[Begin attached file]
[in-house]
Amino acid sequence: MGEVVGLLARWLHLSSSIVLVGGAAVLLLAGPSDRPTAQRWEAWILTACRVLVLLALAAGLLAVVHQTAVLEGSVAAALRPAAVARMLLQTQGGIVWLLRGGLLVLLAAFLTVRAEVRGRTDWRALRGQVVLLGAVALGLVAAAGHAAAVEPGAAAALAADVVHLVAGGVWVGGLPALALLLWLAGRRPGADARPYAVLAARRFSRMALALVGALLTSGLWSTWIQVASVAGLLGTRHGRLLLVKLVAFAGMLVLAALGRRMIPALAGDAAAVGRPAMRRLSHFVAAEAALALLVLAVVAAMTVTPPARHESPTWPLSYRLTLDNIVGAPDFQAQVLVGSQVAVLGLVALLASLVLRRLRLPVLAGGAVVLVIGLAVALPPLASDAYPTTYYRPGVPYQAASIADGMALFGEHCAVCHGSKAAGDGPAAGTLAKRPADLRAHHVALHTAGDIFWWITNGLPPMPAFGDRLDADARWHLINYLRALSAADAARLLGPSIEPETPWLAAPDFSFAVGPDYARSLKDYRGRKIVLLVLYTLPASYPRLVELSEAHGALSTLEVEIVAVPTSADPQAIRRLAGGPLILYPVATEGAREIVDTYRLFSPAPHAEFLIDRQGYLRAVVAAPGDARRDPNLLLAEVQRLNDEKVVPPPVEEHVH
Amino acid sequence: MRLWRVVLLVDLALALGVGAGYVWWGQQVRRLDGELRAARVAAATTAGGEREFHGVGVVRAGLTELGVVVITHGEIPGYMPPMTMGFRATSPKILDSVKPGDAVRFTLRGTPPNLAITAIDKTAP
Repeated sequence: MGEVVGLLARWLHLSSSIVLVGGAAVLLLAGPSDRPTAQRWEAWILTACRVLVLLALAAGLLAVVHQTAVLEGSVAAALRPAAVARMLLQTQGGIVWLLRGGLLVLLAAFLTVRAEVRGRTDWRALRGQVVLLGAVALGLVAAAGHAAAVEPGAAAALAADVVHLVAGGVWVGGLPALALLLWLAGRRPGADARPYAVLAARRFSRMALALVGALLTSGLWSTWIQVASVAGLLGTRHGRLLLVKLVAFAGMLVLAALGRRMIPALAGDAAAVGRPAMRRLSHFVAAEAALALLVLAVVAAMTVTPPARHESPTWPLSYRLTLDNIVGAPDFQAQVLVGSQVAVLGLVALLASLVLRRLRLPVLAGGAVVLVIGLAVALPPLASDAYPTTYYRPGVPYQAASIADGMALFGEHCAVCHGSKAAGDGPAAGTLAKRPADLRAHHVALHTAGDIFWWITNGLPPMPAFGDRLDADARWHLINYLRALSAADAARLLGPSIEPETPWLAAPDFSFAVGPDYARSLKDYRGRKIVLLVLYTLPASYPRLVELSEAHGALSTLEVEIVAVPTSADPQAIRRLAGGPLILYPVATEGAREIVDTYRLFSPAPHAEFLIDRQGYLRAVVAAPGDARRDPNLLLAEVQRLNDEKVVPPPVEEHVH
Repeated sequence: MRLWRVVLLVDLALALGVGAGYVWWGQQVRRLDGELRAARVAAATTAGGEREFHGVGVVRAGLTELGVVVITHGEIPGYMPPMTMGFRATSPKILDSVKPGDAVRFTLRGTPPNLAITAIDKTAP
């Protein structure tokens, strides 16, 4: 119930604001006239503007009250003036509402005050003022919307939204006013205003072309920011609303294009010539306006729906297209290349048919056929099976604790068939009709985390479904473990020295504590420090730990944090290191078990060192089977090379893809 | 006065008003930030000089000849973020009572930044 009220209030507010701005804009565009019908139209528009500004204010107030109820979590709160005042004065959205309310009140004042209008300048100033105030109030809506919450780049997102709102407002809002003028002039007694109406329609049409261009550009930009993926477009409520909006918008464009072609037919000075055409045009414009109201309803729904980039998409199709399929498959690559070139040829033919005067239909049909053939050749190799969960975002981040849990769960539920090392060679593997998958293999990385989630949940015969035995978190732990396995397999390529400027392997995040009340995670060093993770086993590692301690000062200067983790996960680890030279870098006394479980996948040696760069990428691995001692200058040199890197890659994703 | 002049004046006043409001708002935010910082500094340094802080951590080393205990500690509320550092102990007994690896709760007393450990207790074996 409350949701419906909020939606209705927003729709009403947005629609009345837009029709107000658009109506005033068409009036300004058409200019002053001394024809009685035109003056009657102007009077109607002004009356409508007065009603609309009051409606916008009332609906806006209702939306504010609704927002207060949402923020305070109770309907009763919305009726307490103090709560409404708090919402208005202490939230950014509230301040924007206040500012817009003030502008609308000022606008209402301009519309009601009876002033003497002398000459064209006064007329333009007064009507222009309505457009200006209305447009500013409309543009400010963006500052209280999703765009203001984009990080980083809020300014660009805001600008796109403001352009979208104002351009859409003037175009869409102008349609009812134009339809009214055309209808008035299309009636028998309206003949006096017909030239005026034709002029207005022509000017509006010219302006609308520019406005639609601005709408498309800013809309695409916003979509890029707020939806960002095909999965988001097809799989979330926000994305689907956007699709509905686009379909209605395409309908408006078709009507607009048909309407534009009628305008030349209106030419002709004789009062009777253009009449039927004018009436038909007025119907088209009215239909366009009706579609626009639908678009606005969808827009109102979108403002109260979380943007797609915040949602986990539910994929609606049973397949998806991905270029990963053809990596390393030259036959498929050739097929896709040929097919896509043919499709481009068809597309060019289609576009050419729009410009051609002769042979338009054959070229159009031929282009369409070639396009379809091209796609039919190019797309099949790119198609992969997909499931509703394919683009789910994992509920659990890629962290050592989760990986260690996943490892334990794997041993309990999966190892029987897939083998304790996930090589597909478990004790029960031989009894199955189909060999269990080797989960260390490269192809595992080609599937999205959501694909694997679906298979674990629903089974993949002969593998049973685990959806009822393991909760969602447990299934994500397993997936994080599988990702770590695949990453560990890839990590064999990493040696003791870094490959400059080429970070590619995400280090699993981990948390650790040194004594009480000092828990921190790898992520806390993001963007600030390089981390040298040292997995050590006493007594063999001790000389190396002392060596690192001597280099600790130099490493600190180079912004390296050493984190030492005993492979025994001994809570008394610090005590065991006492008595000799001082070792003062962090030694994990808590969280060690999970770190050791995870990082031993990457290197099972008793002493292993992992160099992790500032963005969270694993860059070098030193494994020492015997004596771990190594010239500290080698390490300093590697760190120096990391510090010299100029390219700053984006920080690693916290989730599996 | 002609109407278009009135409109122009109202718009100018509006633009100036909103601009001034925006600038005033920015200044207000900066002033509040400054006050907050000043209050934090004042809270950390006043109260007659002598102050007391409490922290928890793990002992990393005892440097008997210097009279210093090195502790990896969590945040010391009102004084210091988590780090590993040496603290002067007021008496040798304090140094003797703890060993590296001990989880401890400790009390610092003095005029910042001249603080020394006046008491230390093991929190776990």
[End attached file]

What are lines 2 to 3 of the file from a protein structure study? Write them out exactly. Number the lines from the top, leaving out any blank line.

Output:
Amino acid sequence: MGEVVGLLARWLHLSSSIVLVGGAAVLLLAGPSDRPTAQRWEAWILTACRVLVLLALAAGLLAVVHQTAVLEGSVAAALRPAAVARMLLQTQGGIVWLLRGGLLVLLAAFLTVRAEVRGRTDWRALRGQVVLLGAVALGLVAAAGHAAAVEPGAAAALAADVVHLVAGGVWVGGLPALALLLWLAGRRPGADARPYAVLAARRFSRMALALVGALLTSGLWSTWIQVASVAGLLGTRHGRLLLVKLVAFAGMLVLAALGRRMIPALAGDAAAVGRPAMRRLSHFVAAEAALALLVLAVVAAMTVTPPARHESPTWPLSYRLTLDNIVGAPDFQAQVLVGSQVAVLGLVALLASLVLRRLRLPVLAGGAVVLVIGLAVALPPLASDAYPTTYYRPGVPYQAASIADGMALFGEHCAVCHGSKAAGDGPAAGTLAKRPADLRAHHVALHTAGDIFWWITNGLPPMPAFGDRLDADARWHLINYLRALSAADAARLLGPSIEPETPWLAAPDFSFAVGPDYARSLKDYRGRKIVLLVLYTLPASYPRLVELSEAHGALSTLEVEIVAVPTSADPQAIRRLAGGPLILYPVATEGAREIVDTYRLFSPAPHAEFLIDRQGYLRAVVAAPGDARRDPNLLLAEVQRLNDEKVVPPPVEEHVH
Amino acid sequence: MRLWRVVLLVDLALALGVGAGYVWWGQQVRRLDGELRAARVAAATTAGGEREFHGVGVVRAGLTELGVVVITHGEIPGYMPPMTMGFRATSPKILDSVKPGDAVRFTLRGTPPNLAITAIDKTAP